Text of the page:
The Supreme Court has blocked the use of Texas state legislative and congressional district maps that were drawn by federal judges to boost minorities' voting power.
The court issued a brief order Friday that applies to electoral maps drawn by federal judges in San Antonio for the Texas Legislature and Congress. The justices say they will hear arguments in the case on Jan. 9.
If you aren't familiar with the case, Texas Republicans asked the Supreme Court to step in and halt implementation of new court-drawn legislative and congressional maps for the 2012 elections. The interim maps were necessary because plans passed by the legislature have not yet (and may never) receive pre-clearance under the Voting Rights Act. The court-drawn plans were much more favorable to Democrats than those created by the GOP-held legislature, which is of course why Republicans were trying to block them.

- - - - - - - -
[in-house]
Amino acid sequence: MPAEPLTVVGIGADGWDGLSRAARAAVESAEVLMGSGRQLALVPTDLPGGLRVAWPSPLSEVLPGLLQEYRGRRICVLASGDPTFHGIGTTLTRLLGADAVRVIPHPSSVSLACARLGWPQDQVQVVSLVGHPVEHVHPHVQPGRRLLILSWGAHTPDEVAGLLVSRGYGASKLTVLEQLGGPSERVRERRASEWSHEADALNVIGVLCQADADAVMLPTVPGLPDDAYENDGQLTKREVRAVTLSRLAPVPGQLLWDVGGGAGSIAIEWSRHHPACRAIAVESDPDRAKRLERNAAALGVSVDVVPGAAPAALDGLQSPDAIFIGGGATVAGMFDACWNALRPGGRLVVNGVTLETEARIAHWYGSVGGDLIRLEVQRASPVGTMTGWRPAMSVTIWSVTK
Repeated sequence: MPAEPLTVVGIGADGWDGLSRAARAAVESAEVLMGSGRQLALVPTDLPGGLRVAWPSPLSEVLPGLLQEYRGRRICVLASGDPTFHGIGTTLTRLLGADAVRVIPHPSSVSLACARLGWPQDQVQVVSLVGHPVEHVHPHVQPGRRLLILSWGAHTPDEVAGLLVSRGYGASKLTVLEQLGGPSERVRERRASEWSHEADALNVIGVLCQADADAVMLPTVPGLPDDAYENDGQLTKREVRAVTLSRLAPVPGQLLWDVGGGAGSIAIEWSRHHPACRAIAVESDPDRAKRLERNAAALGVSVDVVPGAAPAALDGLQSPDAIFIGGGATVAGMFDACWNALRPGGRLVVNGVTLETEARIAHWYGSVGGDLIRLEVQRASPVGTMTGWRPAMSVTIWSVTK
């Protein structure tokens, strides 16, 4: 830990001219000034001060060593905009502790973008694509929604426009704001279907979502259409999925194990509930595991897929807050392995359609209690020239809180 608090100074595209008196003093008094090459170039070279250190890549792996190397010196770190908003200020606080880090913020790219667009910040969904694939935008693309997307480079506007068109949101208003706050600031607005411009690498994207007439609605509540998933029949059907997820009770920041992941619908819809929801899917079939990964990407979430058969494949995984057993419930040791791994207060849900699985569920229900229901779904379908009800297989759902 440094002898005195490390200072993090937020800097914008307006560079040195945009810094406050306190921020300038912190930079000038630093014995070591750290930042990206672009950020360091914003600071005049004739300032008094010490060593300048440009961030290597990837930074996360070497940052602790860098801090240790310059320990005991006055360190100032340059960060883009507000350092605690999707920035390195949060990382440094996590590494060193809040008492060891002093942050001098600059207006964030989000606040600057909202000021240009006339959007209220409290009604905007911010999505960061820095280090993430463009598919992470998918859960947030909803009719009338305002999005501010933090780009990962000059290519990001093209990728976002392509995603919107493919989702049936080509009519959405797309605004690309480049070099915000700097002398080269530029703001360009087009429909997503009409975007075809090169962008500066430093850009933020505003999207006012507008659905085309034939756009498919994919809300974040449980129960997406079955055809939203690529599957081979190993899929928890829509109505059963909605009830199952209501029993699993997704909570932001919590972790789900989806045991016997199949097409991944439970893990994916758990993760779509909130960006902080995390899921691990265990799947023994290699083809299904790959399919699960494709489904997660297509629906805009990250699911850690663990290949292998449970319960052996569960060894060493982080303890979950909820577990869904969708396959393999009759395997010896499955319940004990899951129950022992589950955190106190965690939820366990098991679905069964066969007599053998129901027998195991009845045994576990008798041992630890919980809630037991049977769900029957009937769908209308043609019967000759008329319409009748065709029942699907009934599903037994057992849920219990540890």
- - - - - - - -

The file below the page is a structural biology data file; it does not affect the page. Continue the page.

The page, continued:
And this is, frankly, an amazing turn of events, given that Texas's candidate filing deadline is just days away, Dec. 15, and its primary is on March 6. The Supreme Court has therefore thrown the entire election into turmoil. Even if they eventually uphold the maps, Texas will clearly have to extend its filing deadline and very possibly delay the primary, too. And if they don't, then new maps will need to get drawn, extending the process even further.
We'll be following this situation closely as it develops.